To Be Continued…

6 Comments:

At 11:36 AM, Blogger LitaLives said...

Question:
What is the difference between Moshe Rabbienu & the Lubavitcher Rebbe?
Answer:
We know Moshe Rabbeinu died but we don't know where he is buried.
Regarding the Rebbe, however, we know where he is buried but we don't know if he died.

Gmar Chatima Tova to all Chabadnikim & to of Klal Yisrael

 
At 1:43 PM, Blogger frum said...

can't we all just live in peace?

 
At 8:27 AM, Blogger evanstonjew said...

A kind man informed me by email that the Lubavitcher Rebbe died in 1994.My error.I have been told that I should never correct the ur-text of a blog that has already been published.

 
At 10:31 PM, Blogger Hirshel Tzig said...

"Litalives"

Lita is dead, and was dead from the turn of the 20th century. It has been replaced by a bunch of Hungarians, you moron.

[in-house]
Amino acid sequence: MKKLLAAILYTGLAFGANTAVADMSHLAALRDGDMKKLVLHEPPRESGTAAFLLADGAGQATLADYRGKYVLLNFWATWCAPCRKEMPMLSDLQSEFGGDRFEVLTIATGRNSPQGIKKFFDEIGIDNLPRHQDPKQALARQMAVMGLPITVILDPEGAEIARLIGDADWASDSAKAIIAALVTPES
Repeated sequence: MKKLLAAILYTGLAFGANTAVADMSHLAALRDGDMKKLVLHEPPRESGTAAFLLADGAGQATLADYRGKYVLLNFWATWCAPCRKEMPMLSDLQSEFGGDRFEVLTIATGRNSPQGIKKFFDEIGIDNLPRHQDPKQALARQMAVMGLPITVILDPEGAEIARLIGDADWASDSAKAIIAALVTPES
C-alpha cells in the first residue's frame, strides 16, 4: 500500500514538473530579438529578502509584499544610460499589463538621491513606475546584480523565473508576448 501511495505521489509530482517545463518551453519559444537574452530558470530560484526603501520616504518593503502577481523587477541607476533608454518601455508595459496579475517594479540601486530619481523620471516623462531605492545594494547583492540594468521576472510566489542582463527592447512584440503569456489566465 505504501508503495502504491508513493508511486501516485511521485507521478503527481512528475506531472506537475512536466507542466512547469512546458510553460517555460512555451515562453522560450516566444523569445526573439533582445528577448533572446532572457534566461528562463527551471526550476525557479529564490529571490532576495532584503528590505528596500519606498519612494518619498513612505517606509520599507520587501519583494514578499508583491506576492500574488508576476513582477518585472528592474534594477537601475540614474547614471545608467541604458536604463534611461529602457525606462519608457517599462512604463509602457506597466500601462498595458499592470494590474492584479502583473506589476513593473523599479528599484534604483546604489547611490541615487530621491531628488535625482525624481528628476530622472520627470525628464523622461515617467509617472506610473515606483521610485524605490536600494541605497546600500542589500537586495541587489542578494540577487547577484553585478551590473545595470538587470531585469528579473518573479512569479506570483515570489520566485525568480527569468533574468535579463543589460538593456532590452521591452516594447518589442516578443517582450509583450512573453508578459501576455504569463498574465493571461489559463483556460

At 3:26 PM, Anonymous Craig Flint said...

Nice to see your concern fro Klal Yisrael.

I have bad news for you, the Meshichists are dying out in chabad (at least American ones), and the rest of Chabad is growing. On what will you base your crusade against chabad once the the Meshichists are gone?

 
At 7:47 PM, Anonymous mazeartist said...

Whiel the yellow-flaggers seem to control the main Chabad synagogue, it is a blessing that the vast majority of Cbad shlichim (emissaries) are not part of the heretical messianic movement. I personally support Chabad and thank them for all the good work they have done for our people.